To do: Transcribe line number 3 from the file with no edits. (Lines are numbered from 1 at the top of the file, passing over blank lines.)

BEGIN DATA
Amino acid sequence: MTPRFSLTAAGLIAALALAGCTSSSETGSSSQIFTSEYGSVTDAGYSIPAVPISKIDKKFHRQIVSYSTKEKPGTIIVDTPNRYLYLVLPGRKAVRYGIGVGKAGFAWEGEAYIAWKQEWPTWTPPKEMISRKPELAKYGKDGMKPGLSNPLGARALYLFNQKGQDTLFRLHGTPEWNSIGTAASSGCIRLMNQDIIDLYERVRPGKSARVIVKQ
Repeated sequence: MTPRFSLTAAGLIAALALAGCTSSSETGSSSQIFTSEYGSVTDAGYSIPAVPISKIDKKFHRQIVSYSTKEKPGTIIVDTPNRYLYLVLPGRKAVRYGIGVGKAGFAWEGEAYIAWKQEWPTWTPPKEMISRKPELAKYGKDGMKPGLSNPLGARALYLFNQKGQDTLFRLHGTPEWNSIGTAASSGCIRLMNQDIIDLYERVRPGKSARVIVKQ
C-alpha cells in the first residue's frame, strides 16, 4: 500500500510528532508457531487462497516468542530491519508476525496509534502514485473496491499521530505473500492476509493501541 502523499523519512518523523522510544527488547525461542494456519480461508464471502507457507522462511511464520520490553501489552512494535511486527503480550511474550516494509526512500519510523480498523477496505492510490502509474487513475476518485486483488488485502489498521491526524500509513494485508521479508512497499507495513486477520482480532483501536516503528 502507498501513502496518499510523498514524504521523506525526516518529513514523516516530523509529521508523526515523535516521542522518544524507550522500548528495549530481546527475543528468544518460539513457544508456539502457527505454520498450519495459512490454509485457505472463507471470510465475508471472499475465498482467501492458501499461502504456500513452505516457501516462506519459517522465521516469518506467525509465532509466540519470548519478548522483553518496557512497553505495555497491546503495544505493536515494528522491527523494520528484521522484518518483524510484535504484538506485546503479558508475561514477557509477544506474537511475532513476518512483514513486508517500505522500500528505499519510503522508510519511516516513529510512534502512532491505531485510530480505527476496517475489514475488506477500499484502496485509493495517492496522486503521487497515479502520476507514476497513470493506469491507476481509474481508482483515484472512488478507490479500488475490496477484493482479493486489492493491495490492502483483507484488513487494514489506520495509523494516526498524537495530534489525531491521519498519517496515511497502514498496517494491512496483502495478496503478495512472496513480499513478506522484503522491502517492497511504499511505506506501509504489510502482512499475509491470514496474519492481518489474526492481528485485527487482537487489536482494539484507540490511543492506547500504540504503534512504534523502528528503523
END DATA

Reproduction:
C-alpha cells in the first residue's frame, strides 16, 4: 500500500510528532508457531487462497516468542530491519508476525496509534502514485473496491499521530505473500492476509493501541 502523499523519512518523523522510544527488547525461542494456519480461508464471502507457507522462511511464520520490553501489552512494535511486527503480550511474550516494509526512500519510523480498523477496505492510490502509474487513475476518485486483488488485502489498521491526524500509513494485508521479508512497499507495513486477520482480532483501536516503528 502507498501513502496518499510523498514524504521523506525526516518529513514523516516530523509529521508523526515523535516521542522518544524507550522500548528495549530481546527475543528468544518460539513457544508456539502457527505454520498450519495459512490454509485457505472463507471470510465475508471472499475465498482467501492458501499461502504456500513452505516457501516462506519459517522465521516469518506467525509465532509466540519470548519478548522483553518496557512497553505495555497491546503495544505493536515494528522491527523494520528484521522484518518483524510484535504484538506485546503479558508475561514477557509477544506474537511475532513476518512483514513486508517500505522500500528505499519510503522508510519511516516513529510512534502512532491505531485510530480505527476496517475489514475488506477500499484502496485509493495517492496522486503521487497515479502520476507514476497513470493506469491507476481509474481508482483515484472512488478507490479500488475490496477484493482479493486489492493491495490492502483483507484488513487494514489506520495509523494516526498524537495530534489525531491521519498519517496515511497502514498496517494491512496483502495478496503478495512472496513480499513478506522484503522491502517492497511504499511505506506501509504489510502482512499475509491470514496474519492481518489474526492481528485485527487482537487489536482494539484507540490511543492506547500504540504503534512504534523502528528503523